The studio's claim was predicated on part of an agreement that was struck in 2003. If the show was picked for a fifth and sixth season --and hit certain ratings targets--then CBS would agree to pay Warner Bros. a portion of the deficits incurred during the first four years, as well as the premiums on the license fees in those fifth and six seasons.
Warner claims that in the first four years of the show, those deficits totaled some $61 million. Warner says the license fee it receives has been $750,000 an episode, which is just a little more than half the cost that Warner pays to produce an episode. The studio says that comes to $1,219,894 an episode.
Warner did say the license fee had some escalator price clauses in the agreement in recent years. But they still didn't cover the cost of production.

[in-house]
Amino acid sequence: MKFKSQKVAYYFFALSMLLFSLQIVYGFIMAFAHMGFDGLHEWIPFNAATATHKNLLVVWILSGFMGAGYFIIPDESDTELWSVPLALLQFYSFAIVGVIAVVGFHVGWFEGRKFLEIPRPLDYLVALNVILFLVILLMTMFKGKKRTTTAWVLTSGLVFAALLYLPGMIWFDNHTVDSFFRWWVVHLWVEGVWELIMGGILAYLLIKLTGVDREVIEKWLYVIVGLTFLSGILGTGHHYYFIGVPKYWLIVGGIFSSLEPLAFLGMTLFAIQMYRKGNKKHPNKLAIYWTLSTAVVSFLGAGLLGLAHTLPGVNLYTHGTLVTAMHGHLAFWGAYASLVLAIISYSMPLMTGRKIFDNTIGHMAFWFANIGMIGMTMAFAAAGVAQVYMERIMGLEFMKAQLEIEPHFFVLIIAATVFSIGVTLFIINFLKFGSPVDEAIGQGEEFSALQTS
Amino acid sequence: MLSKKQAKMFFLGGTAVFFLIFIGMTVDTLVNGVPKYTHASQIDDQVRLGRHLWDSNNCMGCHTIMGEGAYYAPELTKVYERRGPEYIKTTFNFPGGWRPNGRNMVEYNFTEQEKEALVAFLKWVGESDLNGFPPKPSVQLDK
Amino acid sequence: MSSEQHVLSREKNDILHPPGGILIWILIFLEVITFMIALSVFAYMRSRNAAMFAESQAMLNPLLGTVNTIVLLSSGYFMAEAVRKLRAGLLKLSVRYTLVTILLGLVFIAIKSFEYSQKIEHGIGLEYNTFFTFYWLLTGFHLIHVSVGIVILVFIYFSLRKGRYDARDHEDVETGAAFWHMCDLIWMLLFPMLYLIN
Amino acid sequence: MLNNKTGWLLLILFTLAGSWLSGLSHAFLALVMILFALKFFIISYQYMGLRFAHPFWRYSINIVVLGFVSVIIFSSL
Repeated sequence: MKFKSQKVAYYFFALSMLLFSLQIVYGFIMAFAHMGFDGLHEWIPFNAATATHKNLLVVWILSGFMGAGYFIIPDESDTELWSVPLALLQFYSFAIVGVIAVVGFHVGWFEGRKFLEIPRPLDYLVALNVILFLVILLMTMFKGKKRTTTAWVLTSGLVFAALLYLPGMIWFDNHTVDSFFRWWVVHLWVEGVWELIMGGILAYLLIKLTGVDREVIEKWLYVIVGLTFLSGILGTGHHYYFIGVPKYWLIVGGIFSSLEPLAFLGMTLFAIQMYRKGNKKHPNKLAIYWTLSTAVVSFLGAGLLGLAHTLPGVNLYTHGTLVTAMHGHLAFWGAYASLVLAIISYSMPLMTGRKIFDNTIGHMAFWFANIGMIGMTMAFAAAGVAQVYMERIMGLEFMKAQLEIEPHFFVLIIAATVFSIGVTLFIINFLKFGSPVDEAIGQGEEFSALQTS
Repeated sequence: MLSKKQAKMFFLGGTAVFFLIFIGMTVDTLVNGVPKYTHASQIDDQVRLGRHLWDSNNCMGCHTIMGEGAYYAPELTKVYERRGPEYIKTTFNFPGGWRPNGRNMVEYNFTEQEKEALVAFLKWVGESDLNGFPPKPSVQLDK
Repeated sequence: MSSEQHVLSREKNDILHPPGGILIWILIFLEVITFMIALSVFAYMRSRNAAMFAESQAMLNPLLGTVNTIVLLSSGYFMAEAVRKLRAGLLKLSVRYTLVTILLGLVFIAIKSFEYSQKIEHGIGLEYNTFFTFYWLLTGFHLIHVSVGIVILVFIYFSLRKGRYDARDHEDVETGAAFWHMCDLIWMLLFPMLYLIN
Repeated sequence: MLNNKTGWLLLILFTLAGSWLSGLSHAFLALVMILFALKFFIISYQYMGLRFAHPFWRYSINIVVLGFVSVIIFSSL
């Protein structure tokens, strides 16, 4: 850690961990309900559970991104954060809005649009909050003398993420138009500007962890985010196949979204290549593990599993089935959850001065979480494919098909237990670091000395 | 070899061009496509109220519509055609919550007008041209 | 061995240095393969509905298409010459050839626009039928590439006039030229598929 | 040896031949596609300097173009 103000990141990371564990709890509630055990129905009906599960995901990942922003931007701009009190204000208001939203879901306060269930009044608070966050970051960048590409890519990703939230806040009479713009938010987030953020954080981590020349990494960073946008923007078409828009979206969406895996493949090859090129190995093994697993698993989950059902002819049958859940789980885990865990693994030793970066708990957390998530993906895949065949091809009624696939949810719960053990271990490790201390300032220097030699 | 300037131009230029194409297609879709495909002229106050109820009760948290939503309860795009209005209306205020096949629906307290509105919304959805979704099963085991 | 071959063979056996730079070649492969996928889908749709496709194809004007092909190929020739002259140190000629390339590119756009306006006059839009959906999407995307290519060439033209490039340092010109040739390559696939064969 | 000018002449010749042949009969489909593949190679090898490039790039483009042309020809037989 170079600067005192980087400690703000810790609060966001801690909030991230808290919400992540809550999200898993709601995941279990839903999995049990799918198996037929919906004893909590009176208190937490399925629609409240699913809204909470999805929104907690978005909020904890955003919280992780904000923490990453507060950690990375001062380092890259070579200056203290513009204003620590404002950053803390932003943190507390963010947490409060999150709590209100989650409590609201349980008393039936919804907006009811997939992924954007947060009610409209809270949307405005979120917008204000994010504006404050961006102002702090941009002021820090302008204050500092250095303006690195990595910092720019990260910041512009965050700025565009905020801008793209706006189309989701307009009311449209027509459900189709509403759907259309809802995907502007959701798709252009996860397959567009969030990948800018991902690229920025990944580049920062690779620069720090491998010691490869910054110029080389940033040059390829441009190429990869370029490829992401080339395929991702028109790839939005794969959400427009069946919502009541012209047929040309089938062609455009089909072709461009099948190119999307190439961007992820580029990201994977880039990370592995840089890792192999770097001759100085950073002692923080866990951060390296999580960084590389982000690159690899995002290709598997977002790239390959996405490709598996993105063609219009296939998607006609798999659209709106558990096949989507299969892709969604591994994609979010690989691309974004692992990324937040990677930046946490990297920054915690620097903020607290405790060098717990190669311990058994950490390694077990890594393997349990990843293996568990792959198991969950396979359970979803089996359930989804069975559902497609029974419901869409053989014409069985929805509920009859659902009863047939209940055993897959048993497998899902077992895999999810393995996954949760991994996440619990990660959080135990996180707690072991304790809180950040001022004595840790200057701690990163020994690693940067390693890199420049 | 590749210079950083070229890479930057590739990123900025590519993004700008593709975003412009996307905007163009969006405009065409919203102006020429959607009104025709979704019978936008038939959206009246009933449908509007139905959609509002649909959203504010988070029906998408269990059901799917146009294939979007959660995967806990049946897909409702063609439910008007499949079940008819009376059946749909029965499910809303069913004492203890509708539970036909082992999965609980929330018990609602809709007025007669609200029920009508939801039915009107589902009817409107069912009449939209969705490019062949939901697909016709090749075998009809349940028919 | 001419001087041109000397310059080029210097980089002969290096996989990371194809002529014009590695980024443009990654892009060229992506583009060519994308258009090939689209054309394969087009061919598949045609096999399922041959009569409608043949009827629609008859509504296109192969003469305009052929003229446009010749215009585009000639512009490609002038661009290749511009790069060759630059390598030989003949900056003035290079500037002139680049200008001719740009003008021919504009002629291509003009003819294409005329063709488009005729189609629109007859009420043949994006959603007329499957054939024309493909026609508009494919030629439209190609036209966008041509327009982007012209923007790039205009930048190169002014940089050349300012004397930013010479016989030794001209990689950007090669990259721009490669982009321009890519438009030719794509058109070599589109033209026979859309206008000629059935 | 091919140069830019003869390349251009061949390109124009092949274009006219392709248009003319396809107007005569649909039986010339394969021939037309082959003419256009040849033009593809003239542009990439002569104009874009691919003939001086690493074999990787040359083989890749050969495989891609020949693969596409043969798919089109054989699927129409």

"Two and a Half Men" has seen strong ratings, especially this season, as part of CBS gains in overall viewers this fall. In one recent week, ending Dec. 7, "Men" grabbed 13.6 million viewers, the eighth-best-rated network show.
In recent years, Warner Bros. has financially benefited from the show's strong syndication airings.
CBS' statement concerning the lawsuit: "Wow, I wonder what they got the other networks for Christmas." A Warner Bros. spokesman had no comment.